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Know your BMI: Docs urged to screen for obesity
WASHINGTON (AP) - Chances are you know your blood pressure. What about your BMI?
Body mass index signals if you’re overweight, obese or just right considering your height. Some doctors have begun calling it a vital sign, as crucial to monitor as blood pressure.
But apparently not enough doctors check: A government panel renewed a call Monday for every adult to be screened for obesity during checkups, suggesting more physicians should be routinely calculating their patients’ BMIs.
And when someone crosses the line into obesity, the doctor needs to do more than mention a diet. It’s time to refer those patients for intensive nutrition-and-fitness help, say the guidelines issued by the U.S. Preventive Services Task Force.
Don’t assume your weight’s OK if the doctor doesn’t bring it up.
Patients “should be asking what their BMI is, and tracking that over time,” says task force member Dr. David Grossman, medical director for preventive care at the Group Health Cooperative in Seattle.
By the numbers: A normal BMI is less than 25. Obesity begins at 30. In between is considered overweight. To calculate yours: http://www.nhlbisupport.com/bmi/.
The advice sounds like a no-brainer, considering the national anxiety about our growing waistlines. Two-thirds of adults are either overweight or obese. Some 17 percent of children and teens are obese, on the road to diabetes, heart disease and other ailments before they’re even grown.
The task force has recommended adult obesity screening previously, and similar guidelines urge tracking whether youngsters are putting on too many pounds.
Yet BMI remains a mystery for many people. A 2010 survey of members of the American Academy of Family Physicians found up to 40 percent of those primary care doctors were computing their patients’ BMIs. Surveys show only about a third of obese patients recall their doctor counseling them about weight loss, even though people whose doctors discuss the problem are more likely to do something about it.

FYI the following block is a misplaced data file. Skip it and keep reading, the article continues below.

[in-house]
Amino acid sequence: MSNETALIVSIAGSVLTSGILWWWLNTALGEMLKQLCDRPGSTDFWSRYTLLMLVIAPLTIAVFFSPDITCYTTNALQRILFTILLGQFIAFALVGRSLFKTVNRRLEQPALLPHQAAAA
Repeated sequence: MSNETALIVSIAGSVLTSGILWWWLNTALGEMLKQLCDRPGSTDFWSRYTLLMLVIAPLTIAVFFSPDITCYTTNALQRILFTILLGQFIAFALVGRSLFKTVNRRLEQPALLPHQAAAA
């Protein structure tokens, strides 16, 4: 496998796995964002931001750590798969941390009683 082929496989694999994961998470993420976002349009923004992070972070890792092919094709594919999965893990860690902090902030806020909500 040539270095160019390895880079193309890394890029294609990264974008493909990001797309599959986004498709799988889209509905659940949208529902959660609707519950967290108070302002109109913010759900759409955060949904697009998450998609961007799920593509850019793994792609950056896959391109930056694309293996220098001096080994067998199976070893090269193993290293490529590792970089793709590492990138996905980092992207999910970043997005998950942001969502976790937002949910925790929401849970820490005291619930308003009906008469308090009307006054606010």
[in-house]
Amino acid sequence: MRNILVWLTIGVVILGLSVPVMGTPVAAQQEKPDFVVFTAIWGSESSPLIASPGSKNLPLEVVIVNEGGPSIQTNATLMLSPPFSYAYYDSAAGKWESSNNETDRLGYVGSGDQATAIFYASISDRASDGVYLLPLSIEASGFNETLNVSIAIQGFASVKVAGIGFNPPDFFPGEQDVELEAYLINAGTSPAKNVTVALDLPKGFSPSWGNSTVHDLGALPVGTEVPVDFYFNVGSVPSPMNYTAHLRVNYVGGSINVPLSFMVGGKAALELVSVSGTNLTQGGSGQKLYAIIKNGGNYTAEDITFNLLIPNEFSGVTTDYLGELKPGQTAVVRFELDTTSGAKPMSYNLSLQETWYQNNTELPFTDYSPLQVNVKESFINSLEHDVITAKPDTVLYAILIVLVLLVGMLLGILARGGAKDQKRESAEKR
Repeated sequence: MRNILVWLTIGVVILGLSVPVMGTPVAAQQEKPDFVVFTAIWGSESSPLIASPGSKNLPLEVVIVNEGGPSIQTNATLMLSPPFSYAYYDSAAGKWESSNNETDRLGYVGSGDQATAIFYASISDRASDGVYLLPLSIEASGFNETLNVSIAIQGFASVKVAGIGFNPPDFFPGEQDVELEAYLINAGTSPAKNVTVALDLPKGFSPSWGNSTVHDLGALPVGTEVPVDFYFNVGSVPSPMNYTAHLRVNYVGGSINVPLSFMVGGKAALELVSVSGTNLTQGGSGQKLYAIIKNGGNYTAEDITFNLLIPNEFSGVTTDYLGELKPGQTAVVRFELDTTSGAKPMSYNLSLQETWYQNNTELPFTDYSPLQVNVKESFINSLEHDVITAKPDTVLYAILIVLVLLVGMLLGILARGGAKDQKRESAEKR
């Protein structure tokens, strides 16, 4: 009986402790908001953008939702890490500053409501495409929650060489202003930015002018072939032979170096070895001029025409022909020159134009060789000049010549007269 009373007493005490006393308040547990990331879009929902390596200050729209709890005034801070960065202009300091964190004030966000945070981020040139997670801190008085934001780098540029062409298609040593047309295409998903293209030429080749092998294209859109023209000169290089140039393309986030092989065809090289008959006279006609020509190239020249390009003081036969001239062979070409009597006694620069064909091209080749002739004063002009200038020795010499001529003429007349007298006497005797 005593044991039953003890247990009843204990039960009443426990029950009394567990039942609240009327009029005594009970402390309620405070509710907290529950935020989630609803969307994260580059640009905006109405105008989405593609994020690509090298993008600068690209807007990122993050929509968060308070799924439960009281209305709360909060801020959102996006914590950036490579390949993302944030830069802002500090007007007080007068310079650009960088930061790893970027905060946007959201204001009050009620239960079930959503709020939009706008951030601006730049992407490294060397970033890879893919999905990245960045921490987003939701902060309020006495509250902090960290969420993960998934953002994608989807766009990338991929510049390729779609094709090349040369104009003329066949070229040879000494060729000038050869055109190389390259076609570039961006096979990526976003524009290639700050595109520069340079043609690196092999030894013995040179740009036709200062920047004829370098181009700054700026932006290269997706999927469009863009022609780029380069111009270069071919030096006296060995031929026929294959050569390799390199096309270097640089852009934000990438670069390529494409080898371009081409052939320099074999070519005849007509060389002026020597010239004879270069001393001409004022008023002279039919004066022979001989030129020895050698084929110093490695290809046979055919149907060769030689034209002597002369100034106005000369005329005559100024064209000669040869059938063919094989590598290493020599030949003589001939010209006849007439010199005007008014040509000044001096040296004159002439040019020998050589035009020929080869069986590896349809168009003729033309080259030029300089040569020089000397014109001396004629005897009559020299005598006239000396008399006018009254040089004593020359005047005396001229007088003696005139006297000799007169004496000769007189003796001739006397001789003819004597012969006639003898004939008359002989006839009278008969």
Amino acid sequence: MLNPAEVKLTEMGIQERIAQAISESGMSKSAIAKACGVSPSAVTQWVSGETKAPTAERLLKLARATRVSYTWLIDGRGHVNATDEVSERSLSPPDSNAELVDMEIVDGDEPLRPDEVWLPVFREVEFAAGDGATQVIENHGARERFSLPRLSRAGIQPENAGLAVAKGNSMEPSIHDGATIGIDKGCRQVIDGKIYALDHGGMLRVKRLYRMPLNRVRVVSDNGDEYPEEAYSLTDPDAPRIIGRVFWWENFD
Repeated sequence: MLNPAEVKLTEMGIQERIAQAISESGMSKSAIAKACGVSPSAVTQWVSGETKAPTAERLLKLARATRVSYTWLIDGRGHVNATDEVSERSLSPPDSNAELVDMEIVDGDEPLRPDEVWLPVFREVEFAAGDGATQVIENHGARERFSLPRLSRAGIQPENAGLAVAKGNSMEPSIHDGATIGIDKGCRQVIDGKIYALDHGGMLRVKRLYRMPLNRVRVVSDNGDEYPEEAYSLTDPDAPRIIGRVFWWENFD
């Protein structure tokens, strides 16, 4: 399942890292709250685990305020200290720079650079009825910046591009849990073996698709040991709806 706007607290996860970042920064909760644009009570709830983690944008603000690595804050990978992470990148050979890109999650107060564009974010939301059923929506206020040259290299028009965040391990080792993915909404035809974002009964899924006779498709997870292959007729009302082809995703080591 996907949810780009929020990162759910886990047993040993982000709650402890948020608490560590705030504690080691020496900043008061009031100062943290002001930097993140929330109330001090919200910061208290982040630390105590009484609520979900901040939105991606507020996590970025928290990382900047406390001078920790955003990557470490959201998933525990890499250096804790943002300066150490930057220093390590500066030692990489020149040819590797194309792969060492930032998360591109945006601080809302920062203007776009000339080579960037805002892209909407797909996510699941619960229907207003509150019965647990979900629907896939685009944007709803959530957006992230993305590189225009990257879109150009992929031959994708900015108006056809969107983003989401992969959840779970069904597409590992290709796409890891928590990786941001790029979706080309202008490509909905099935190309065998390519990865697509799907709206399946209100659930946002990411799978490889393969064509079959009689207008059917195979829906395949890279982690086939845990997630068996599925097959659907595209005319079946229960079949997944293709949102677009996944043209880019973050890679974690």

Doctors can struggle with the pounds, too, and Johns Hopkins University researchers recently reported that overweight physicians were less likely than skinnier ones to advise their patients about weight loss.
Why the reluctance? One reason: Few doctors are trained to treat obesity, they’re discouraged by yo-yo dieting but they don’t know what to advise, says Dr. Glen Stream, president of the physicians’ group. His Spokane, Wash., practice uses electronic medical records that automatically calculate BMI when a patient’s height and weight is entered.
“Our American culture is always looking for an easy fix, a pill for every problem,” Stream says. “The updated recommendation is important because it makes clear exactly what doctors should do to help.”
In Monday’s Annals of Internal Medicine, the task force concluded high-intensity behavioral interventions are the best non-surgical advice for the obese, citing insufficient evidence about lasting effects from weight-loss medications.
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